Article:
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Transpoco listed on the Crown Commercial Service website (CCS)

by Eleonora Malacarne on Apr 29, 2020 9:00:00 AM

Transpoco listed on the Crown Commercial Service website (CCS)

 

Transpoco is again listed on the Crown Commercial Service website, the biggest public sector procurement organisation in the UK. The CCS acts as an executive agency, sponsored by the Cabinet Office of the UK Government, that brings together policy, advice and direct buying, providing commercial services to the public sector and saving money for the taxpayer.

The CCS helps in fact public sector companies focusing on reliable suppliers while providing the experience of a much simpler and fully compliant procurement process, so they get real value for money. Working as a reference, the CCS provides their expertise to help government buyers getting the best commercial deals from the best providers.

The CCS reviews suppliers on a regular basis and evaluates their performance in terms of value and service provided to ensure contractors follow the desired standards required by public sector procurement.

The demand for the provision of services focusing on minimising operational costs is certainly not new for the public sector, that has largely and since long understood how the implementation of telematics can help providing the best experiences to citizens while controlling budget and with an eye on the environment.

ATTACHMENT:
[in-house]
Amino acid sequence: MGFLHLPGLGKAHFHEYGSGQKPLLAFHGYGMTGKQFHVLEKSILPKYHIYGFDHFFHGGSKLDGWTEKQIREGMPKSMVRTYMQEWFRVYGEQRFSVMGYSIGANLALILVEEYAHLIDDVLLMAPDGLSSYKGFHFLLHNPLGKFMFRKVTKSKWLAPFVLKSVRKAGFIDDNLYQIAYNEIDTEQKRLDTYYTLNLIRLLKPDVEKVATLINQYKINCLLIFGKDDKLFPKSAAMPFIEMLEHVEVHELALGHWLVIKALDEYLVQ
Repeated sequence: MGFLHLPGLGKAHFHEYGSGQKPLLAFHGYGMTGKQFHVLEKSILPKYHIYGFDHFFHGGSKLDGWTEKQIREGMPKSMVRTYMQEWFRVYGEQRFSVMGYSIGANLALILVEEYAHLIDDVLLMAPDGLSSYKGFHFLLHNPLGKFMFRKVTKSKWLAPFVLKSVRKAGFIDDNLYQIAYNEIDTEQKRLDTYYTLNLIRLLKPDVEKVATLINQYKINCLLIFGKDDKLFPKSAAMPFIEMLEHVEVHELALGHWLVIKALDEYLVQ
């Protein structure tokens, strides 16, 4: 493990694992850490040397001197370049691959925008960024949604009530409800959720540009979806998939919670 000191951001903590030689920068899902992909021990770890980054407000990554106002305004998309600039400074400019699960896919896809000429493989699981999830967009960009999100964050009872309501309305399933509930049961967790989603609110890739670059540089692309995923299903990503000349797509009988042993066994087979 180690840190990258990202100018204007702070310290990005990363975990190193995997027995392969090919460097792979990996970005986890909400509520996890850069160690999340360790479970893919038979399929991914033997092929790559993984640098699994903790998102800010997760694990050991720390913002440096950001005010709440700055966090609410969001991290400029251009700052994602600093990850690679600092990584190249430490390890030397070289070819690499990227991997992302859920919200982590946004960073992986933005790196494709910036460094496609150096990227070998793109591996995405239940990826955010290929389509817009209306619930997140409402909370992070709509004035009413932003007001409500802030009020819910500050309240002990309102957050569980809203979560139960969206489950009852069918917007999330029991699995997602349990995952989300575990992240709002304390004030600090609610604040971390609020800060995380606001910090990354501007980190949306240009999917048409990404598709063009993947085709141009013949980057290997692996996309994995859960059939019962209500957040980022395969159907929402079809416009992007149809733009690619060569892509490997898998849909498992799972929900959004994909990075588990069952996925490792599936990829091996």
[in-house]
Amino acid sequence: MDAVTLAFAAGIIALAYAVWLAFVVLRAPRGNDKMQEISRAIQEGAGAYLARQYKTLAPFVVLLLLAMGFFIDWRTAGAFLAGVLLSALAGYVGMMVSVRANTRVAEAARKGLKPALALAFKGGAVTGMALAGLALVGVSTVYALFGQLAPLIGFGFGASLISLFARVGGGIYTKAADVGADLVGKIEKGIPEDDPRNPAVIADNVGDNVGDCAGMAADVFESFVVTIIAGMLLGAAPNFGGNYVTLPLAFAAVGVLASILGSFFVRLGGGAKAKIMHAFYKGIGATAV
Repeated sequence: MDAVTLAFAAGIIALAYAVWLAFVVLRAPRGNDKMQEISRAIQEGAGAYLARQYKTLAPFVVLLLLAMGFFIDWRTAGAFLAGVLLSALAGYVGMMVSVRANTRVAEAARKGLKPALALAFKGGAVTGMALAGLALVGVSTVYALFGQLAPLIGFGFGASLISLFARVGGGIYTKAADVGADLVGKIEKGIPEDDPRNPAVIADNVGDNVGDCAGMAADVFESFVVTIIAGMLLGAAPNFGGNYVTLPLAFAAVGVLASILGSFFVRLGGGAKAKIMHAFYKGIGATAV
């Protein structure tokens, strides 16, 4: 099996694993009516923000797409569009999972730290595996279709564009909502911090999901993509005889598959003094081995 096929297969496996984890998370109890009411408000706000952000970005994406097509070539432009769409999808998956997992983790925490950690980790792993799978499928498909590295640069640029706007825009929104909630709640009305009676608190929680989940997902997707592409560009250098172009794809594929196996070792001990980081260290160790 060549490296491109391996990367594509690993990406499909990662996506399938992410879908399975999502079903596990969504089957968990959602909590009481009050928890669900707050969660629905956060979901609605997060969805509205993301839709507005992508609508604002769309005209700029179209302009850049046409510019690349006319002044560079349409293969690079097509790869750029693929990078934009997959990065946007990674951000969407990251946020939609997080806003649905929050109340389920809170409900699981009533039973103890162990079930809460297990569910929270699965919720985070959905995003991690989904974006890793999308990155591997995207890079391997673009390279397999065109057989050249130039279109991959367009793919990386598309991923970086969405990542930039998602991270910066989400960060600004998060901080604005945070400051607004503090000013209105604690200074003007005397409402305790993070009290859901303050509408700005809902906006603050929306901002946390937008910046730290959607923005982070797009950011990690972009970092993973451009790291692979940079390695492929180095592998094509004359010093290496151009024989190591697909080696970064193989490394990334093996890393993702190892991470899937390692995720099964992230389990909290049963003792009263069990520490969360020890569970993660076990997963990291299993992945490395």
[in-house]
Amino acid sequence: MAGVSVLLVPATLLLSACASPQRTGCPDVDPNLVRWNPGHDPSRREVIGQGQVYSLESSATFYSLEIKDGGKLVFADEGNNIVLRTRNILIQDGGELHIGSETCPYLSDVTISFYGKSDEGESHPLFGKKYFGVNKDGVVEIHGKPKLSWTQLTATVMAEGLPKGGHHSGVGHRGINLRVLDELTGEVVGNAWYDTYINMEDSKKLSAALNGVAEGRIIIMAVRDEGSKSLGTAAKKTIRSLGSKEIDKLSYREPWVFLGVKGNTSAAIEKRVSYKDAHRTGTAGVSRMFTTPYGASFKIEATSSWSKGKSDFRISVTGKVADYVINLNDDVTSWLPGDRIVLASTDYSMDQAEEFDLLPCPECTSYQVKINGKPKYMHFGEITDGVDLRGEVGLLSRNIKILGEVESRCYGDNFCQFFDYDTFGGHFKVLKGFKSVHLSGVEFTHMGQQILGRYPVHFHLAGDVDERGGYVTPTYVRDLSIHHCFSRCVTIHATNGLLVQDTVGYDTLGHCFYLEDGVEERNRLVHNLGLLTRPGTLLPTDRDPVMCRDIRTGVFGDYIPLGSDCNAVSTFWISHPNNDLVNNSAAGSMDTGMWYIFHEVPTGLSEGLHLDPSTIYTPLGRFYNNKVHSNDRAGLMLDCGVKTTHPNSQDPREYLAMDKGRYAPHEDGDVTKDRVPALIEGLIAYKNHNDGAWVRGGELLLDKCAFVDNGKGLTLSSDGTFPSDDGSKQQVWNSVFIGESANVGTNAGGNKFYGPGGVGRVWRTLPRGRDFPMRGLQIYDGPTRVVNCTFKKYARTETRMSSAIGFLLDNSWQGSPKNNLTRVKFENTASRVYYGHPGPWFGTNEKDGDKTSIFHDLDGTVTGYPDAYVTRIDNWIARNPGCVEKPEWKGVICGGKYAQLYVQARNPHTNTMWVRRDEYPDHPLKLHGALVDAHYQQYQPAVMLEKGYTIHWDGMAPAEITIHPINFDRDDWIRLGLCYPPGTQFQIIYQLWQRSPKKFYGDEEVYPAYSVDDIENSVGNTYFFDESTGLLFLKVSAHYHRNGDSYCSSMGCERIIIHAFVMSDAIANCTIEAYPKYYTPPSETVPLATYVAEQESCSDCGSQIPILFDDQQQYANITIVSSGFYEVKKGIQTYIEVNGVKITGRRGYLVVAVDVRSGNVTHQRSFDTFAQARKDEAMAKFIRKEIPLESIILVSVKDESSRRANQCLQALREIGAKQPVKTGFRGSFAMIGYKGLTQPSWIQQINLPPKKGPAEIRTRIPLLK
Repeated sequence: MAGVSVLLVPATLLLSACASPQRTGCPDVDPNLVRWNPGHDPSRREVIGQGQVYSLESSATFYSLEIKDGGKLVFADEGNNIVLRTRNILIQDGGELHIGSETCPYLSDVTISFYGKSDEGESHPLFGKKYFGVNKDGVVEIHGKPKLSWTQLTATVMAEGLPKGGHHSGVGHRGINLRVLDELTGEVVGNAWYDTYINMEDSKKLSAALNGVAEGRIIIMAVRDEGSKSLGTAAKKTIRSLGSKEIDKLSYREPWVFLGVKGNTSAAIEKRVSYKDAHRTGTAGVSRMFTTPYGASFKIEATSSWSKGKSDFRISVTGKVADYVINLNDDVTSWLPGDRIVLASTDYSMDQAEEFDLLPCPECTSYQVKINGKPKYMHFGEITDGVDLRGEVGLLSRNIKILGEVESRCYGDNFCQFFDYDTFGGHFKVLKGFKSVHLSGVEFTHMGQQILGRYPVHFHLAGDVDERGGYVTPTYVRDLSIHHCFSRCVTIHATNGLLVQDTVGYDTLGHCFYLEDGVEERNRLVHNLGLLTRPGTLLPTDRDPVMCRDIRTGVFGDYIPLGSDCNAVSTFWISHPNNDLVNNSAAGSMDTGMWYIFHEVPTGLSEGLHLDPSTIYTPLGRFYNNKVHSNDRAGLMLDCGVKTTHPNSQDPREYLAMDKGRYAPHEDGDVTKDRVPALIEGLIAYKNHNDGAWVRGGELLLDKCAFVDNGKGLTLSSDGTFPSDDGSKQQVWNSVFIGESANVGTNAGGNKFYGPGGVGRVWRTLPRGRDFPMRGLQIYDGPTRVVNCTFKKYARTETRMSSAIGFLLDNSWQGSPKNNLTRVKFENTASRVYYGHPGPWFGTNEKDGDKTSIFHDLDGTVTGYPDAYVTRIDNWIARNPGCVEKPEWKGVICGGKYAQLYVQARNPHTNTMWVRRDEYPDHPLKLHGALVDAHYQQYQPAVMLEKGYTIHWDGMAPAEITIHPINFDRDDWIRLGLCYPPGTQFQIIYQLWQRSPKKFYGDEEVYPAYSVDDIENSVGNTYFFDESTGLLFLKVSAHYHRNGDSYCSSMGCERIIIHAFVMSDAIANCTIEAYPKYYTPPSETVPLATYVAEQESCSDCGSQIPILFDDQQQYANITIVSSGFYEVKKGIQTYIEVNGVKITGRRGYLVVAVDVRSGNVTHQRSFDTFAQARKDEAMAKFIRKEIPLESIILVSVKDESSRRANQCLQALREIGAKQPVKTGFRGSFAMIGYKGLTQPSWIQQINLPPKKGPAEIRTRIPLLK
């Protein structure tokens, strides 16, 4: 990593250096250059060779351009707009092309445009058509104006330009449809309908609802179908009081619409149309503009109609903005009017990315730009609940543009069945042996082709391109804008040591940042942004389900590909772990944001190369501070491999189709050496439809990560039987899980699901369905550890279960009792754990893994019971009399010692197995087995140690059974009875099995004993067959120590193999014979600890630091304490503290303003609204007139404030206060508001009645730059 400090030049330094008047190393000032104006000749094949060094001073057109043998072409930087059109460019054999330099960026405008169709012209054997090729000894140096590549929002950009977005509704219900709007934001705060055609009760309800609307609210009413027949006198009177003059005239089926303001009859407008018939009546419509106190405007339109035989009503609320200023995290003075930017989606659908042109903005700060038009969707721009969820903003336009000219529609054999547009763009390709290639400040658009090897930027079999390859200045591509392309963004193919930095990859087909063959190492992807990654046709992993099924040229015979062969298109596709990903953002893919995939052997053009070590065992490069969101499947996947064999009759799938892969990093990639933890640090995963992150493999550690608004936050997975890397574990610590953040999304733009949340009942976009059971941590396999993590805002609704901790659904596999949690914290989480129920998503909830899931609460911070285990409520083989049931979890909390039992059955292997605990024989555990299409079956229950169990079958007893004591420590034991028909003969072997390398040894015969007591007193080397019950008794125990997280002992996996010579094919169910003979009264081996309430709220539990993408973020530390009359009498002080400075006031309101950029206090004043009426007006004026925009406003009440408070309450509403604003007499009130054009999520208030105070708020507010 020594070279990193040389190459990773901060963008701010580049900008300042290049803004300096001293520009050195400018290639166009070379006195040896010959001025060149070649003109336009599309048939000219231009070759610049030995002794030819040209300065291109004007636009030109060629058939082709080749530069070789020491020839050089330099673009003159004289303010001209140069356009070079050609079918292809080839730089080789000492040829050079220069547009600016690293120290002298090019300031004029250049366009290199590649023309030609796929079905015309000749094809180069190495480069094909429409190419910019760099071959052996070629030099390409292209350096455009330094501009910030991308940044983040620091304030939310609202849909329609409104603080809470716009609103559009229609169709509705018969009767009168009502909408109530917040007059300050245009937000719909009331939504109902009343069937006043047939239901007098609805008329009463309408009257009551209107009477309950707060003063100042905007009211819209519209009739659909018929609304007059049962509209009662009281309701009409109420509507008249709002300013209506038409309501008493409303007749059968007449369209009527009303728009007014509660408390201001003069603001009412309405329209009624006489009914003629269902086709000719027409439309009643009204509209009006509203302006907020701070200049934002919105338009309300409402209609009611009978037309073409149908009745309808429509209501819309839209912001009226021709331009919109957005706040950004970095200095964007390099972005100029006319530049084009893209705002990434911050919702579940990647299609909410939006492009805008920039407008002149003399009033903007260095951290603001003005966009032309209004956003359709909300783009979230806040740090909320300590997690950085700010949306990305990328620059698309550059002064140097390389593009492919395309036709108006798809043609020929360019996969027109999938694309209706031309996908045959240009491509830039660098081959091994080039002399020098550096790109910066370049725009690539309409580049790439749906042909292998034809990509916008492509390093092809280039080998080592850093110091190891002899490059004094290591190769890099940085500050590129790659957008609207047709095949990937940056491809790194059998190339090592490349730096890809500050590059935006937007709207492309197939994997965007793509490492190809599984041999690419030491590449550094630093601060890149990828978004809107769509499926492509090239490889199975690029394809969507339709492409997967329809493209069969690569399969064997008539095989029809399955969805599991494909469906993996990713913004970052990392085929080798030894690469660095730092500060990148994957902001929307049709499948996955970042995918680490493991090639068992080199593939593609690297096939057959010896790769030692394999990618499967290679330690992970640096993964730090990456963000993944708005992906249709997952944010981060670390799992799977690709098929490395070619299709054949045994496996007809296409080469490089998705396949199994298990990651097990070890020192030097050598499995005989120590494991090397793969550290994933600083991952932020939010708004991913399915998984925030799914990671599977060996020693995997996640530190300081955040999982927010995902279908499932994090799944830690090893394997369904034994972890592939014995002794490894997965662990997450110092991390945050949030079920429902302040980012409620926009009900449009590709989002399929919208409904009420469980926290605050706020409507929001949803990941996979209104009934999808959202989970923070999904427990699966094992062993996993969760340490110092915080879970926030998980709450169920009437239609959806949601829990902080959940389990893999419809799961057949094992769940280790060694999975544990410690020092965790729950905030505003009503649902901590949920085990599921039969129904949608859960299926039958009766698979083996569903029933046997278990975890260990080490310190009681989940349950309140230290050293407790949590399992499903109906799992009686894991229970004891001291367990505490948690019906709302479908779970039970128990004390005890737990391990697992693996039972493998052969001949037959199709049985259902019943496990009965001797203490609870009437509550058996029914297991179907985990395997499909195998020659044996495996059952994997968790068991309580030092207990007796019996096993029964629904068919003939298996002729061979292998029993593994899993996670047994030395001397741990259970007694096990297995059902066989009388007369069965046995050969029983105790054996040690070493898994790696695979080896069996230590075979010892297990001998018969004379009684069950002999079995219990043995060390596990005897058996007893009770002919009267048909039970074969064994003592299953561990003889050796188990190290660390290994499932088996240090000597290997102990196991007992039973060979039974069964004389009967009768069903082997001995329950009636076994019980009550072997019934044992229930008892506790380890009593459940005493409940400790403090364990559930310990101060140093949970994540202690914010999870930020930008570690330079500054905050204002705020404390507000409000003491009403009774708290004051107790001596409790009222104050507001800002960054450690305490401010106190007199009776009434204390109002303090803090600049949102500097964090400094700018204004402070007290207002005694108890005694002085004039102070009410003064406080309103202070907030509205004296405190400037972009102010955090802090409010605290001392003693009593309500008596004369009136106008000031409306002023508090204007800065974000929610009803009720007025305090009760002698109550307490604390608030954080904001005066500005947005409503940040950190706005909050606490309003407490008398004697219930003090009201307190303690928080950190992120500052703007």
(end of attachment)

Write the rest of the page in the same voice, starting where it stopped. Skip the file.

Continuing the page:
Transpoco is the telematics provider of reference in the public sector in Ireland and is consolidating their presence in the public sector in the UK.

 

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Topics: News, Stats & Facts, fleet management technology, fleet procurement

Procuring a fleet: 3 of the main enemies of a sound process

by Eleonora Malacarne on Mar 15, 2018 9:00:00 AM

Procuring a fleet: 3 of the main enemies of a sound process.jpeg

Despite what most people think, procuring a fleet is anything but simple: it requires certain skills, involves a sometimes unspecified number of participants, needs a sound strategy in order to procure effectively and a list of considerations before getting down to the serious business of buying.


This so-called straightforward process and securing a favourable outcome can often be threatened by some recurring trends that seem to dog businesses that operate fleets. What then are the three main enemies to establishing a sound process for fleet procurement?



  • Low fleet expertise of those responsible for procurement